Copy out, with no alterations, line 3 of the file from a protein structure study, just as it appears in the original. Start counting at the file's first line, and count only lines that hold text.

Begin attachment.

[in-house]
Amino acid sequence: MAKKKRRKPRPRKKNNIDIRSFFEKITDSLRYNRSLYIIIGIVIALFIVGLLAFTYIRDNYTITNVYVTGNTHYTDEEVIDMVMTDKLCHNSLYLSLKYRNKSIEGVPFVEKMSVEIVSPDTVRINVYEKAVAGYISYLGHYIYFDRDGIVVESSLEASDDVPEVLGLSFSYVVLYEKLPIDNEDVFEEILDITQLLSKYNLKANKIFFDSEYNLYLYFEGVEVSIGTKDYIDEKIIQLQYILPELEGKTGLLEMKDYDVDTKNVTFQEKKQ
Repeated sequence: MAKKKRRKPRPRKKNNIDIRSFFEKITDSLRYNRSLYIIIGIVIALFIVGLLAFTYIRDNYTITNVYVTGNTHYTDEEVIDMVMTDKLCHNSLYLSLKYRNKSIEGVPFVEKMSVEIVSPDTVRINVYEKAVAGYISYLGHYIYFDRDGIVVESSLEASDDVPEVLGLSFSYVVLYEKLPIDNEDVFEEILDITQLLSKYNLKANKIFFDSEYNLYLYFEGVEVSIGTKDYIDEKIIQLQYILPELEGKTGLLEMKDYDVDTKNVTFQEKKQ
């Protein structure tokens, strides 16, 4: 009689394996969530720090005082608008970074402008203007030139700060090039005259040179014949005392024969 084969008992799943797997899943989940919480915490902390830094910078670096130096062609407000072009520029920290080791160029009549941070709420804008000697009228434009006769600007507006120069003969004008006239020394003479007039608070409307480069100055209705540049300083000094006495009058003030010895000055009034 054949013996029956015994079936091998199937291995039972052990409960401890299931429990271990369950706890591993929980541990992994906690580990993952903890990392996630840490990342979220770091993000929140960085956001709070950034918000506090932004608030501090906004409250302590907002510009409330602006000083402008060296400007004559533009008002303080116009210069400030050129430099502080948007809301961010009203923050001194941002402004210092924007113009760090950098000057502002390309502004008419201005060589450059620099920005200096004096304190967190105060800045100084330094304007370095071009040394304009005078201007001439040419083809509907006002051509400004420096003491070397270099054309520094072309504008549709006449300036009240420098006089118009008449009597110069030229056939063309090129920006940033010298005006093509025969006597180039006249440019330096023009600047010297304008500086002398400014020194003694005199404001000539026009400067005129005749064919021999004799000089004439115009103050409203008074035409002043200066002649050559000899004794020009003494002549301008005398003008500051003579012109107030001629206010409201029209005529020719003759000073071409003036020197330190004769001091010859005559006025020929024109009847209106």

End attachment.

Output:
Repeated sequence: MAKKKRRKPRPRKKNNIDIRSFFEKITDSLRYNRSLYIIIGIVIALFIVGLLAFTYIRDNYTITNVYVTGNTHYTDEEVIDMVMTDKLCHNSLYLSLKYRNKSIEGVPFVEKMSVEIVSPDTVRINVYEKAVAGYISYLGHYIYFDRDGIVVESSLEASDDVPEVLGLSFSYVVLYEKLPIDNEDVFEEILDITQLLSKYNLKANKIFFDSEYNLYLYFEGVEVSIGTKDYIDEKIIQLQYILPELEGKTGLLEMKDYDVDTKNVTFQEKKQ